Michele Armani and Sally Meisenheimer
Dear Style & Substance:
My mother leaves your column out every week and then asks me over (and over again) if I read it. My parents have these great expectations of me, but the way they act with each other, makes me not want to even try to succeed. They fight over the pettiest things and expect us kids to be polite and have nice conversations. What should I do other than hope that you answer this and I can leave it out on the counter for my mom to read?
Everyone has probably heard the response from a parent, “Do what I say, not what I do”. We find that it doesn’t work too well with anyone, it creates an almost hostile environment, where expectations are simply dismissed. Although they are your role models, they are still human. Bickering can be a comfortable, habitual style of communication, and your parents may not be aware that this has become their style.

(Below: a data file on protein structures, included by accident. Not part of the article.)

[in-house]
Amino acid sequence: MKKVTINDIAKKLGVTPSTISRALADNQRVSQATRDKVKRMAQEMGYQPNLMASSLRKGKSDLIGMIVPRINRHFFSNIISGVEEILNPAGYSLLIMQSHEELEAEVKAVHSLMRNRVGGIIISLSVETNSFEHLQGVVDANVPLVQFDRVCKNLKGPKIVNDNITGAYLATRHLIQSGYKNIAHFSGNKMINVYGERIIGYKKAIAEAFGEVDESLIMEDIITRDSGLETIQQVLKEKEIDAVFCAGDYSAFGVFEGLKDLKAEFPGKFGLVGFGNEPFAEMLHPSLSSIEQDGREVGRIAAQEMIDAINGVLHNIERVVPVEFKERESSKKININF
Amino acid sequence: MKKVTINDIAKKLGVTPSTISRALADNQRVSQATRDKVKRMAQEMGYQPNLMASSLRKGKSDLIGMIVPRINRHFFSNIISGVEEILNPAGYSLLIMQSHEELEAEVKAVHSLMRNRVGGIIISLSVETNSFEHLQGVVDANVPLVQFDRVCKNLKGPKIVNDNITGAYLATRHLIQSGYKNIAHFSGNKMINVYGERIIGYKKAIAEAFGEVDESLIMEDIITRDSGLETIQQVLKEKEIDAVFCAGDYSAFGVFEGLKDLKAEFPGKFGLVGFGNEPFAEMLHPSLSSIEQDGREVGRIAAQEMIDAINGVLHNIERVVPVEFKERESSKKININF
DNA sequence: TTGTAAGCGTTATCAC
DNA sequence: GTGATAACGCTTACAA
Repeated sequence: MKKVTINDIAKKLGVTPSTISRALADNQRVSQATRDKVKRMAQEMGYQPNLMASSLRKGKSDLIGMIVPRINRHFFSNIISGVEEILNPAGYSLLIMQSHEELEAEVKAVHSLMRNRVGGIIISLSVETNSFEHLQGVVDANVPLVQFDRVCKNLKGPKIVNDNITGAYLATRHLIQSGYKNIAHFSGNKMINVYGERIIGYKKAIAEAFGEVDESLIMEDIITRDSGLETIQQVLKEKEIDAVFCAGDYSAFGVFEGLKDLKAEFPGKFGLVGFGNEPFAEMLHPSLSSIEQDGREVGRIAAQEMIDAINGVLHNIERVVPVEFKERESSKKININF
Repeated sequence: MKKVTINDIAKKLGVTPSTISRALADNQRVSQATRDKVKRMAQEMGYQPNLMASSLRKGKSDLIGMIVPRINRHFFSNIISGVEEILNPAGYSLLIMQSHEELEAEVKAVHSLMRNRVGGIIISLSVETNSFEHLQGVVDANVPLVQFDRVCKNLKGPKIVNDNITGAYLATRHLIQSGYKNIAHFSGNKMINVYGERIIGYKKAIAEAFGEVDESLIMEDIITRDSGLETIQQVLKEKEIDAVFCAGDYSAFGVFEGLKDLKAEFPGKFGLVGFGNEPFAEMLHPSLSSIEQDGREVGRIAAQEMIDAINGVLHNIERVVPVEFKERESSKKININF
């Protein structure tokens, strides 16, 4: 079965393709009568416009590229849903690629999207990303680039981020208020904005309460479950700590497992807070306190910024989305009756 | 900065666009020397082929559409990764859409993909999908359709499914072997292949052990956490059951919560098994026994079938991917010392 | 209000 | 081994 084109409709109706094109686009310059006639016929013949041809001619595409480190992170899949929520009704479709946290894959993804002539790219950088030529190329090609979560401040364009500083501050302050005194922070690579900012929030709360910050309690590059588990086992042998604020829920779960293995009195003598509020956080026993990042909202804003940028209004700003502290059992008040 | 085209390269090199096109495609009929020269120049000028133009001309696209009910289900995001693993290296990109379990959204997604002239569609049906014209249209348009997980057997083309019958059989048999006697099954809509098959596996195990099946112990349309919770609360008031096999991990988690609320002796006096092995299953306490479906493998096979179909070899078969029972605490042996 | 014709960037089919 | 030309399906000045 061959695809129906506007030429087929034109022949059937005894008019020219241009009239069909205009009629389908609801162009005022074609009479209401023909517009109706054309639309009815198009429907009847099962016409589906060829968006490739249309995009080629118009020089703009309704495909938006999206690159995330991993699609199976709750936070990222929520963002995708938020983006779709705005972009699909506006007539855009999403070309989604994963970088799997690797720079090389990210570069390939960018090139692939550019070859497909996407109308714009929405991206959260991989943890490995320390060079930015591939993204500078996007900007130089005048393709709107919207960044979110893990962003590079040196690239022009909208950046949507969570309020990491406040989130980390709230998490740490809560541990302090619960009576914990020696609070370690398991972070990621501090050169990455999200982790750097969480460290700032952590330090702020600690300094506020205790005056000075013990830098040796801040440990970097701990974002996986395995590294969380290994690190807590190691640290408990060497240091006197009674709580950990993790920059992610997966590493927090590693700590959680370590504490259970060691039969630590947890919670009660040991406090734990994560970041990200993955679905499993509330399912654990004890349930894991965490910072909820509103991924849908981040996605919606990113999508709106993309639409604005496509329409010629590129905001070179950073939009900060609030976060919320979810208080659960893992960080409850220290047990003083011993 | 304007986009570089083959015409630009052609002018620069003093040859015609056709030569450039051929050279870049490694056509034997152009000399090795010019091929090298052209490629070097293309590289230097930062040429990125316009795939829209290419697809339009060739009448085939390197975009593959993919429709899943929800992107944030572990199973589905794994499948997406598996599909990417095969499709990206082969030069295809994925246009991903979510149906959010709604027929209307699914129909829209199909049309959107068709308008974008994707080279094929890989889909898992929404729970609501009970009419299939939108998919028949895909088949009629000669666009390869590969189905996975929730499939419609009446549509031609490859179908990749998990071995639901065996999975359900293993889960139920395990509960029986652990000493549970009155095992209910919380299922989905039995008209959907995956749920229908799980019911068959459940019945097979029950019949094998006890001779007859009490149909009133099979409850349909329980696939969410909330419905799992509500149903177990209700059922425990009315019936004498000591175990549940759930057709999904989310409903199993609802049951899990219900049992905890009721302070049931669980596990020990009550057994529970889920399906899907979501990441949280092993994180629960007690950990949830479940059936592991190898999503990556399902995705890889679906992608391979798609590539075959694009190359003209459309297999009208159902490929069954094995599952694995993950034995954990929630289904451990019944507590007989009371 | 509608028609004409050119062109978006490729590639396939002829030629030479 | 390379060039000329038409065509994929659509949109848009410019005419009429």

To give you a little parental insight, without giving out too many secrets…parents are generally worried about a number of things of which you may be unaware. They worry about money, jobs, possibly aging parents of their own, and their own relationship. Sometimes the bickering about petty things is because of stress, time and inadequacies that they are struggling with. If you aren’t hearing fighting about this big stuff, kudos to your parents, in that they are not concerning you too deeply with adult situations that are beyond your control!
Parents can be the best role models you can have, so once you have identified this issue of bickering, it needs to respectfully be communicated. We believe that the role of a parent is to demonstrate and lovingly instruct good behavior, a strong work ethic, healthy choices for wellness, and to create a happy and secure home. Parents are supposed to be forming lifelong relationships with their children, and teaching them how to along the way.